October’s increase in carbon tax will add a further €18 or so to the average annual gas bill from May.
For Cassidy, a better option to help consumers would have been a temporary reduction in VAT to 5 per cent, which is similar to the rate in Britain.
Motorists are also feeling the pain at the fuel pump. According to AA Ireland, the cost of a litre of unleaded petrol has risen by 33 per cent to 172.5 cent from January to December of last year, and by 34 per cent for diesel in the same period. Given a tank size of 50 litres, the cost of filling such a petrol car has risen by €21.30 since the start of 2021.
Looking ahead, Gibson expects energy prices to fall back from their highs – but not back to pre-pandemic levels, citing the impact of geopolitical issues. “We do have fundamental changes to global energy supply . . . so we’re unlikely therefore to see a return to very cheap prices,” he says.
Inflation is not only increasing in Ireland; it is rising across Europe, which could put pressure on the European Central Bank to finally raise interest rates from their current level of zero.
Latest figures show that inflation rose by 5 per cent at the end of last year – a sharp contrast on 2020 when inflation came in at less than 1 per cent. But despite this, interest rates have remained at zero, with the ECB continuing to espouse the view that inflation is temporary.
This may change: already the US Fed has suggested dropping the term “transitory” from price pressures that are now looking more persistent.
Given that Gibson says much of the inflationary pressures are down to structural changes, rather than just rising demand, he now expects the ECB to make a move earlier than the projected 2024/25, although he doesn’t expect “much of an interest rate rise” in the short term.
Should interest rates rise, Irish borrowers will be hit. And, with Irish homeowners already paying about one percentage point more in interest on their mortgages than their counterparts across Europe, any increase in rates will hurt Irish borrowers more.
Consider a €300,000 mortgage over 30 years on a rate of 2.6 per cent. Monthly repayments currently come to about €1,196: a one percentage point increase in rates to 3.6 per cent would send this repayment up by €158 a month. Not only that, but it would also make it more difficult for putative home buyers to qualify for a mortgage due to stress testing based on interest rates.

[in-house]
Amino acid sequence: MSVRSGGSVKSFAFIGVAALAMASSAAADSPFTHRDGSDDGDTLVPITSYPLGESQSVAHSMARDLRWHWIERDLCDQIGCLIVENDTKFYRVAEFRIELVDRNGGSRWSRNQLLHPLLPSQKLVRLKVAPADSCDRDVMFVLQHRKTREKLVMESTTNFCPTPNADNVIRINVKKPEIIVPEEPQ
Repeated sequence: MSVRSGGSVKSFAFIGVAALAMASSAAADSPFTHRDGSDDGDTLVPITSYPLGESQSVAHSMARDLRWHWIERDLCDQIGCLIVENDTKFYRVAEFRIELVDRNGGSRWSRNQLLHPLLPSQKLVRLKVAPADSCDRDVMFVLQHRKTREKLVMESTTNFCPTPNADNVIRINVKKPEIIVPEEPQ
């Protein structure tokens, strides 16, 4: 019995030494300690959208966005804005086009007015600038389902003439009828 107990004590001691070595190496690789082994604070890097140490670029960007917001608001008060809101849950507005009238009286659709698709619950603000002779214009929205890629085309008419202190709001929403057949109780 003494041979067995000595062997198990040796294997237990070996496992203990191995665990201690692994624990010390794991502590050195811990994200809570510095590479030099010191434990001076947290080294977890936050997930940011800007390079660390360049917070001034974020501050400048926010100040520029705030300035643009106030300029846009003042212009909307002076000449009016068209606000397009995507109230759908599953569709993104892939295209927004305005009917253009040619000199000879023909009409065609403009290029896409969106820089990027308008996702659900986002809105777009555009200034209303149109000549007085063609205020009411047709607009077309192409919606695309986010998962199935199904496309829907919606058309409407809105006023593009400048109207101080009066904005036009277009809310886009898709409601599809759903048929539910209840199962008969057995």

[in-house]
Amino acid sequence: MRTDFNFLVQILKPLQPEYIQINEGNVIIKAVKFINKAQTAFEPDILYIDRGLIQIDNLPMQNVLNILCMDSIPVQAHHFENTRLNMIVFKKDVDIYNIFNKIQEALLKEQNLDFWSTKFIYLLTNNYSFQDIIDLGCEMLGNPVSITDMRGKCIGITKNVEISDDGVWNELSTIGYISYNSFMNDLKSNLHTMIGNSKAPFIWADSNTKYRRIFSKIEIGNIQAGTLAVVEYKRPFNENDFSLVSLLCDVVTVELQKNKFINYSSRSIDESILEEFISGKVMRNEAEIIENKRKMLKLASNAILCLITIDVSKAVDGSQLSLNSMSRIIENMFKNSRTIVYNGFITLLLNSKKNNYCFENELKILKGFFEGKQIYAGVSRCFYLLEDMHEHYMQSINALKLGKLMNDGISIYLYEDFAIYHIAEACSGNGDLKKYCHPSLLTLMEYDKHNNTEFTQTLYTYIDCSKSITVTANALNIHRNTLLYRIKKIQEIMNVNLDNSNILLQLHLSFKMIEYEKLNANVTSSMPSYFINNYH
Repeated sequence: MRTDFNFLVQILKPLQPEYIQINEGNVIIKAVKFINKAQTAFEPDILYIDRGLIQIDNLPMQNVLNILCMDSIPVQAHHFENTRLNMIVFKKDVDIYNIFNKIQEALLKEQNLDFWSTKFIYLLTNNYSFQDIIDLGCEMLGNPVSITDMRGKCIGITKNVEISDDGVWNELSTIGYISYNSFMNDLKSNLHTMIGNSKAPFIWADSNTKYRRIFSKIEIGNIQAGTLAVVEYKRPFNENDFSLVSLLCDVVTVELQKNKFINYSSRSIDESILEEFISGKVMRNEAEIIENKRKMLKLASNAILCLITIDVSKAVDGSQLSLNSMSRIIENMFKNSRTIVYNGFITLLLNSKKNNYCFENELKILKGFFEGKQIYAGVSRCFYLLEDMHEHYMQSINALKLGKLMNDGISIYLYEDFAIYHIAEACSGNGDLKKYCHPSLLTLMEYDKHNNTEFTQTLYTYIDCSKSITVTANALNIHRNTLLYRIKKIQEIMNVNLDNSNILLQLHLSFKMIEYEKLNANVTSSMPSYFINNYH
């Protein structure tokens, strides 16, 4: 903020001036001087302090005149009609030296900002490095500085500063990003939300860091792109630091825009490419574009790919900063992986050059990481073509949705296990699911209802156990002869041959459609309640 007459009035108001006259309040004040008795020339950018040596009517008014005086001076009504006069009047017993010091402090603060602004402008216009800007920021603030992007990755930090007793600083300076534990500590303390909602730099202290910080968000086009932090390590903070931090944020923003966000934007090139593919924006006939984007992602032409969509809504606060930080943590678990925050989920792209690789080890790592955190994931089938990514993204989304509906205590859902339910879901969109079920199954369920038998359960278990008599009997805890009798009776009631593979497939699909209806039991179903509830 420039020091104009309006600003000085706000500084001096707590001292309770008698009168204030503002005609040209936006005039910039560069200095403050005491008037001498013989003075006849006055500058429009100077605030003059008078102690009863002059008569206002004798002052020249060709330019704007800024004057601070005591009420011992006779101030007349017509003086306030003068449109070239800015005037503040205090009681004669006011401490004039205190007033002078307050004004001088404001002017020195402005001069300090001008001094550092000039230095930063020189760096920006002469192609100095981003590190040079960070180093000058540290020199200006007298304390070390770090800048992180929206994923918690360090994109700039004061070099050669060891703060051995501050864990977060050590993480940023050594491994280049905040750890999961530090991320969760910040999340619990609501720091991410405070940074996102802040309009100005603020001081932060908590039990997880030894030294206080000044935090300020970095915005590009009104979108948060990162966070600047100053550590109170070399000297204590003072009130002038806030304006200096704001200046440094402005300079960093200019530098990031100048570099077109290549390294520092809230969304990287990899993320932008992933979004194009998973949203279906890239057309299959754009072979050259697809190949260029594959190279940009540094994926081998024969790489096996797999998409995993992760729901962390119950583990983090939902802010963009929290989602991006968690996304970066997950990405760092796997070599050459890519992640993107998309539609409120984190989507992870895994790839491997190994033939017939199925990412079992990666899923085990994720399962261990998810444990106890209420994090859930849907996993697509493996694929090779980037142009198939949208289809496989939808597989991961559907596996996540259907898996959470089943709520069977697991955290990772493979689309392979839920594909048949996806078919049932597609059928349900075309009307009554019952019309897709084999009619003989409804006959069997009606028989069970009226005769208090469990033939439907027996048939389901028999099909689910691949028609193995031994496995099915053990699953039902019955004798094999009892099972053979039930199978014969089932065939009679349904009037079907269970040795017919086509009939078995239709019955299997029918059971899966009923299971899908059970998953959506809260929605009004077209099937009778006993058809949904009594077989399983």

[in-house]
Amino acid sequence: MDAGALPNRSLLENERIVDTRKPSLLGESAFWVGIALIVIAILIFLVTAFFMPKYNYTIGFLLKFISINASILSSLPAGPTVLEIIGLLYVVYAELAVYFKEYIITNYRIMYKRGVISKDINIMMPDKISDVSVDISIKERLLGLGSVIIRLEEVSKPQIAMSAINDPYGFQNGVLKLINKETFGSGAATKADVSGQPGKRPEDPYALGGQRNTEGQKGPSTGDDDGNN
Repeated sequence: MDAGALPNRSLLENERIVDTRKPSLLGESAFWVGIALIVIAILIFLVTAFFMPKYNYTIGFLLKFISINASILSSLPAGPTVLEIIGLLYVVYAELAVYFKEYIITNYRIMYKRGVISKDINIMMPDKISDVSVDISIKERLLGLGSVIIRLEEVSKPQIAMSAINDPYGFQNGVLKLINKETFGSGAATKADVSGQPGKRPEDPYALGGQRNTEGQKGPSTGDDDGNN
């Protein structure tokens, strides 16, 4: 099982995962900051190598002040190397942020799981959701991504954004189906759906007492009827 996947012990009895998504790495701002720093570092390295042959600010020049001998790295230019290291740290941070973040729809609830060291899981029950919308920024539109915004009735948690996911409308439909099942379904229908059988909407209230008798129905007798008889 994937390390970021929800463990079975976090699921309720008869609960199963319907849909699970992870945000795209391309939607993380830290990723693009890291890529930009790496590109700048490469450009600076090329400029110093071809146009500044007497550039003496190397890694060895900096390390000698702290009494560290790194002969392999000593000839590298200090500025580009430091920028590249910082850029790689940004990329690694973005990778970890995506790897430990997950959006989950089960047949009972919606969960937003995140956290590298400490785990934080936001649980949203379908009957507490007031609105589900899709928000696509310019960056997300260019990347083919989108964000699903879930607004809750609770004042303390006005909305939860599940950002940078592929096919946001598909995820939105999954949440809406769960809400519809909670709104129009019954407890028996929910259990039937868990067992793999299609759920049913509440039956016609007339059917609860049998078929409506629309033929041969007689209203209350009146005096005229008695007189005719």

Irish homeowners will be protected from an increase to a certain level thanks to the high level of fixed-rate mortgages; however, once these terms come to an end, homeowners would be subject to significantly higher rates.
And it’s not just certain items where prices are rising; it’s everywhere. Take your television package. Just before Christmas Sky increased its TV packages by 3.4 per cent.
Or furniture. Swedish low-cost furniture giant Ikea has increased prices across its Irish stores. This means that the store's ever-popular Billy bookcase will increase in price by about 11 per cent up to €50.
Households are also facing a sharp rise in the cost of holidays at home, after recurrent closures and openings
Or how about motoring. Motorists are already paying more to fill up their tanks at the fuel pump, but potential car buyers are also facing price hikes. A study by DoneDeal in October found that the cost of second-hand cars in Ireland were 50 per cent higher than before the onset of the pandemic in January 2020.
Not only that, but the cost of tolls have also risen. From January, motorists will see the first hike in nine years when the cost of passing through any of the 11 tolls across the State rose by 10 cent. Motorists using the M50 who have an electronic tag can avoid the price hike, as can those using the Dublin Tunnel and the M3 in Co Meath.
Households are also facing a sharp rise in the cost of holidays at home, after recurrent closures and openings, as well as increased hygiene costs, pushed up the cost of hotels, despite tourist traffic travel from abroad plummeting.
Figures from Fáilte Ireland, for example, show an average room rate in August 2021 of €129, up 23 per cent from €104.80 on the same month in 2020.
Food is also facing prices pressures, with Irish Farmers' Association president Tim Cullinan asserting in recent weeks that food prices "are going to have to go up".
Another cost is the impact of inflation on savings. With more than €100 billion on deposit by Irish household earning zero interest, the “real” value of this money is currently declining by about 5 per cent, due to the lower purchasing power of the money. That’s a hefty price to pay for liquidity.